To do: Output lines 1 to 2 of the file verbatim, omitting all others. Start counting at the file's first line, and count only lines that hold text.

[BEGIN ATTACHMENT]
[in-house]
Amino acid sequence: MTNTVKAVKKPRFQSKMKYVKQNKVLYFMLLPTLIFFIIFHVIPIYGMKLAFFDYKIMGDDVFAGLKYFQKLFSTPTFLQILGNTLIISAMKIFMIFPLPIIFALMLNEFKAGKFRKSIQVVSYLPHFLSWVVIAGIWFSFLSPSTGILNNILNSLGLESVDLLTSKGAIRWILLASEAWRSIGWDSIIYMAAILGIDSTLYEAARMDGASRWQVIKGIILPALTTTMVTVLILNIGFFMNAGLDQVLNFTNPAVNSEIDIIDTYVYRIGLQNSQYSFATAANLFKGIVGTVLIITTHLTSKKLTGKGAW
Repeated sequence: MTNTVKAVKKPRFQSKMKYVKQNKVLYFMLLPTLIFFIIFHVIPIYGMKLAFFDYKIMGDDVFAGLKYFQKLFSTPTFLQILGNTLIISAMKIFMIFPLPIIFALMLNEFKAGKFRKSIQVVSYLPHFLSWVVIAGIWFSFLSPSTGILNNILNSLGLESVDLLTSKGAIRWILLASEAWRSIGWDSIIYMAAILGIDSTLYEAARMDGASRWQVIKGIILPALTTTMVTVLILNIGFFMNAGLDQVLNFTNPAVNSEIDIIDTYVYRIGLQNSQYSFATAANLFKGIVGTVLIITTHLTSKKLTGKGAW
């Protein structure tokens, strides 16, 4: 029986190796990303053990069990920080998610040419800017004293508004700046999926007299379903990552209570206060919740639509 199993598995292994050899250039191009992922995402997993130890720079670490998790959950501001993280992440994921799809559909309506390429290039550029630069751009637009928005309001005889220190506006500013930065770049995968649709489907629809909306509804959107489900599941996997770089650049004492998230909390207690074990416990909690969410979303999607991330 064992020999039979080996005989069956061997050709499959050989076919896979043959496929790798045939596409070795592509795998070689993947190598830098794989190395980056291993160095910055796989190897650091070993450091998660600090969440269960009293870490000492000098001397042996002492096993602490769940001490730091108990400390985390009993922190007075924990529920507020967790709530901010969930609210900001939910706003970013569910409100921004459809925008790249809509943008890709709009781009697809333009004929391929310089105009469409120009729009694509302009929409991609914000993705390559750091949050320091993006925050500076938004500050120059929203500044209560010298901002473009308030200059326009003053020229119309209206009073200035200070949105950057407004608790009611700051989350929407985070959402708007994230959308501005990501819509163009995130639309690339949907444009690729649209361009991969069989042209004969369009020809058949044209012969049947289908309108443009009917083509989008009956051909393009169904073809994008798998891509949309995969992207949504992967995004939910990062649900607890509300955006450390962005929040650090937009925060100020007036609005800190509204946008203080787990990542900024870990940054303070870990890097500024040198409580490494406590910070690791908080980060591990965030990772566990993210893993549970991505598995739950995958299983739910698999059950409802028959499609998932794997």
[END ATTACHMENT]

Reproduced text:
[in-house]
Amino acid sequence: MTNTVKAVKKPRFQSKMKYVKQNKVLYFMLLPTLIFFIIFHVIPIYGMKLAFFDYKIMGDDVFAGLKYFQKLFSTPTFLQILGNTLIISAMKIFMIFPLPIIFALMLNEFKAGKFRKSIQVVSYLPHFLSWVVIAGIWFSFLSPSTGILNNILNSLGLESVDLLTSKGAIRWILLASEAWRSIGWDSIIYMAAILGIDSTLYEAARMDGASRWQVIKGIILPALTTTMVTVLILNIGFFMNAGLDQVLNFTNPAVNSEIDIIDTYVYRIGLQNSQYSFATAANLFKGIVGTVLIITTHLTSKKLTGKGAW